Her Father was a Guard and the Warden of San Quentin

Jean Meredith lived on Alcatraz from 1941-1944 and then 1946-1948. Her father was a guard on Alcatraz.

Interviewed by Gennifer Choldenko in Walnut Creek, CA, on June 27, 2013.

Jean Meredith

1. You have said that on Alcatraz there were no places to play but the parade ground which was a “block of cement” … what kind of games did you play?
  We flew kites and roller-skated. We played crack-the-whip, hide-and-seek, and sardines (one person hides, when others find her, they hide with her). In the Social Hall, we bowled, played pool and ping pong, but we had to be invited to the Social Hall, we couldn’t just go there whenever we wanted.
2. Did you ever break the rules while on Alcatraz?
  The beach was off limits but sometimes we went down there. Once we “encouraged someone” to take the warden’s secretary’s shoes off of his porch and toss them in the bay.
3. If you wanted to have a friend come over, what did you need to do?
  We would get permission from our parents, who would submit the name and get approval from the prison administration. The friend would be given a boat time and they had to be on that boat. We would wait for them at the dock on Alcatraz and sign them in.
4. The convicts did your laundry. Did it ever come back mangled in any way?
  My father had a black and white striped basketball referee shirt. He sent that through the laundry and it didn’t come back. Later, he found pieces of it in various prison cells. Another time when he was relatively new, my father’s shirt came back with slashes in the back.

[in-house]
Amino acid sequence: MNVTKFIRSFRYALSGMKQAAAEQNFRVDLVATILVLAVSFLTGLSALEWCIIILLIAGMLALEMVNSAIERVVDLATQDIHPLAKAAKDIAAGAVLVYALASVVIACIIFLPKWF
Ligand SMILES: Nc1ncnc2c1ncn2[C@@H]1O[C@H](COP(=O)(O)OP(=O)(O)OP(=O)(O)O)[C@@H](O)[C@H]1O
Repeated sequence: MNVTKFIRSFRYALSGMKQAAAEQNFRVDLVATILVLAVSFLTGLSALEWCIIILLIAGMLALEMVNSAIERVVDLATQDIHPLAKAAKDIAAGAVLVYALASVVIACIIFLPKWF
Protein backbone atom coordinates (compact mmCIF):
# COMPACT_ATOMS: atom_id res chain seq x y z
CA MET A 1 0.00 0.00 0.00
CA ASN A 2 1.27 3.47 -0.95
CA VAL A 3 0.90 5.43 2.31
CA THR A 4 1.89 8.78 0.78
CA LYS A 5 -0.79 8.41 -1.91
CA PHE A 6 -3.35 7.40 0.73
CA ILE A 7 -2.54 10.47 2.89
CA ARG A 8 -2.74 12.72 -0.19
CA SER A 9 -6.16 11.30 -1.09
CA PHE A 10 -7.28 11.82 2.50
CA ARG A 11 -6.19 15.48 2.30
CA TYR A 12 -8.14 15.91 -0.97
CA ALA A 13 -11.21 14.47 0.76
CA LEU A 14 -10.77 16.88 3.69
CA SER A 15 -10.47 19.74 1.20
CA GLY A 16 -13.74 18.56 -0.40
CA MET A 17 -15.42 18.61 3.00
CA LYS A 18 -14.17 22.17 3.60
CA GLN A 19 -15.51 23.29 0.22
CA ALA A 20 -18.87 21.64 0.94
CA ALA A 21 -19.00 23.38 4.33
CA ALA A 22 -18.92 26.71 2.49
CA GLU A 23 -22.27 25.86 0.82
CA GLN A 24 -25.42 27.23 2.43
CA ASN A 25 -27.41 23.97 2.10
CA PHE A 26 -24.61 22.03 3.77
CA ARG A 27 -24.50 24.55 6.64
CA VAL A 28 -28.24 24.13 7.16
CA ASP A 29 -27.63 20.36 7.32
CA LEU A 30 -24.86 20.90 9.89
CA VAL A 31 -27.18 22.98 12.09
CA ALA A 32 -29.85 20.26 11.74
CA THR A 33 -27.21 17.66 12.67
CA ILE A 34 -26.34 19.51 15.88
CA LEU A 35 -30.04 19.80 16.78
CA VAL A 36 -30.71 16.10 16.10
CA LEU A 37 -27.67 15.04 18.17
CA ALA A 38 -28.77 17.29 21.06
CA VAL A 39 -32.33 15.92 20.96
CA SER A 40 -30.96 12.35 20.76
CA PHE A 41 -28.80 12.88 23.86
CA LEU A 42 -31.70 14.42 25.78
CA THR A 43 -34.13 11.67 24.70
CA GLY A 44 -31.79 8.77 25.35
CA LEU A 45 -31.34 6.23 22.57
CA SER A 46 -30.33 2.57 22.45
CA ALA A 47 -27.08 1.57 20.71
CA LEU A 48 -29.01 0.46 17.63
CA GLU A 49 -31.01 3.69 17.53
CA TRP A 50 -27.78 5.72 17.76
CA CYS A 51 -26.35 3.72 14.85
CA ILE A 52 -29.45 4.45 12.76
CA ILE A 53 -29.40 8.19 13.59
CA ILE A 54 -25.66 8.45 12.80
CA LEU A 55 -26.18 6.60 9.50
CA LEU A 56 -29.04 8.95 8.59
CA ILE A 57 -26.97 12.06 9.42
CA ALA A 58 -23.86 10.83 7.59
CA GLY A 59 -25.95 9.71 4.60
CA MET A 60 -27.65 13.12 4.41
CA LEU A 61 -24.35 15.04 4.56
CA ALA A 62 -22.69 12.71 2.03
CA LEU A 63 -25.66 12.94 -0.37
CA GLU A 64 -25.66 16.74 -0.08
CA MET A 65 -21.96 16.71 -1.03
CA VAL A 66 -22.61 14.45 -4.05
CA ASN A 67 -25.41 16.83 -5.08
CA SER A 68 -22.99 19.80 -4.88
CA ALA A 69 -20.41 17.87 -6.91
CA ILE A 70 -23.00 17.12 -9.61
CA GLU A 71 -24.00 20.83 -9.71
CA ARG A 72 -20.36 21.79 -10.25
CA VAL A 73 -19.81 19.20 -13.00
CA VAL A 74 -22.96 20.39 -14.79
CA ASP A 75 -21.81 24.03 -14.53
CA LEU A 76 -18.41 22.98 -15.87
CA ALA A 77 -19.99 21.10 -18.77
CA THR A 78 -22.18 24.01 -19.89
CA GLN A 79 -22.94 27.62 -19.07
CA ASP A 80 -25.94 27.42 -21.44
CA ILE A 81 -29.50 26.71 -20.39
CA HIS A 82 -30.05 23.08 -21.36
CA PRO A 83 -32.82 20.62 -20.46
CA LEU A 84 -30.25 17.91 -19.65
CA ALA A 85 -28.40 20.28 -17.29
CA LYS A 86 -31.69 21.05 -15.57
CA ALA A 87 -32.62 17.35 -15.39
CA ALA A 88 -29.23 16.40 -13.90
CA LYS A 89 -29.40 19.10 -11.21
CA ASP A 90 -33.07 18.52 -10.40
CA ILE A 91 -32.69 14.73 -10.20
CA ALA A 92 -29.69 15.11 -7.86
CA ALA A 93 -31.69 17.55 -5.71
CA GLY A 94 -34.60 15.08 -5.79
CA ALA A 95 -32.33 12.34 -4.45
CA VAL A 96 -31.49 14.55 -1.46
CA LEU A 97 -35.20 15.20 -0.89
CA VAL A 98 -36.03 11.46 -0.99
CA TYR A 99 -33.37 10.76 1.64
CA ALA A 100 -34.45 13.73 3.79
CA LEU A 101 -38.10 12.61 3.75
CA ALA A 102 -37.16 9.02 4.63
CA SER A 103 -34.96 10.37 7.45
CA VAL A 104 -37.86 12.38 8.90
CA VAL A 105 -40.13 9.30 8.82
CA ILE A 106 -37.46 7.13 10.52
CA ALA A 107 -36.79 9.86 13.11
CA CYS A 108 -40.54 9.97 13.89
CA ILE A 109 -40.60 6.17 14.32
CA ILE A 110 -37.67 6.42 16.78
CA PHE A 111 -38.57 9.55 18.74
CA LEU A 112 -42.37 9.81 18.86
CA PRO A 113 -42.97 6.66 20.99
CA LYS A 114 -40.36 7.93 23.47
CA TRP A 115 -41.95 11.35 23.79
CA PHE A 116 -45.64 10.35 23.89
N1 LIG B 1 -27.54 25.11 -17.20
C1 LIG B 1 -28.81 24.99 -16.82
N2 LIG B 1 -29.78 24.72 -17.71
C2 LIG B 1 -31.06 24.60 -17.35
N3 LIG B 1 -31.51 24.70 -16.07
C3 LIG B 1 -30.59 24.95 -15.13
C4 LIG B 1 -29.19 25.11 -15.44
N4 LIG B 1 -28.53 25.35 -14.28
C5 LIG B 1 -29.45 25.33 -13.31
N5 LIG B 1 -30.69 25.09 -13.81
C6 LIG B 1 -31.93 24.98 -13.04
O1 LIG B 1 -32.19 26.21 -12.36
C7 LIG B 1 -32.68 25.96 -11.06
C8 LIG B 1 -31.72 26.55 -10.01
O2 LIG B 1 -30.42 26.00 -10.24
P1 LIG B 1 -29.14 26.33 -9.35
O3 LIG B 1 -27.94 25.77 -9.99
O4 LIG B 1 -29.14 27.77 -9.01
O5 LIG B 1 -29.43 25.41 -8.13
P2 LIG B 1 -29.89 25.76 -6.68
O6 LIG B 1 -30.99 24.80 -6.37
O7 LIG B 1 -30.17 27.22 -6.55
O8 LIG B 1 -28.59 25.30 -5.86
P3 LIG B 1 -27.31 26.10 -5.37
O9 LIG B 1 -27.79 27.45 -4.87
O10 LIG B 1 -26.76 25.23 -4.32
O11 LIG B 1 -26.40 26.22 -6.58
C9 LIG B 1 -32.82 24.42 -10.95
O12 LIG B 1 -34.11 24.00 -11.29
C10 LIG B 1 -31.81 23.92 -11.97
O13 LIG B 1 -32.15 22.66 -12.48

5. How did your father interpret this? Did something he did provoke the convicts to slash his shirt?
  No. He felt it was intended to scare him.
6. Did your father ever talk to you about the prisoners on Alcatraz?
  My father said sometimes the convicts were there because they had done terrible things. Other times they were escape-prone. People thought you couldn’t escape from Alcatraz.
7. Did you ever have a toy confiscated?
  Yes, my cap pistol. Toy guns were not allowed on the island. I never got it back, either.
8. Did you ever meet an inmate while he was collecting your garbage?
  No, but at San Quentin our gardener was an inmate. He was really chatty. He liked to entertain my friends.
9. At one point, your dad was the warden of San Quentin. Could you tell us what it was like to be the daughter of a warden?
 

I was already in college by then, but I did come and visit often. We had one inmate who worked for us. He was a murderer who was (by then) in his seventies. He’d get feisty in prison, and my father would put him at our house to straighten him out and my mother would order him around.

“Mom,” I said, “Don’t forget the last woman who yelled at him was his wife and he cut off her head.”

“Oh no,” she said “he’s not going to do that here.”

10. You lived on the island during the 1943 escape. Can you tell us about this?
  We knew a couple of convicts had escaped and had not yet been apprehended so we were supposed to stay inside. But I knew something was up because the boat had left the dock at an unspecified time. When it came back, two prisoners were on board. They were covered in axle grease, handcuffed with leg irons. They were scary looking. That’s not something I’ll ever forget.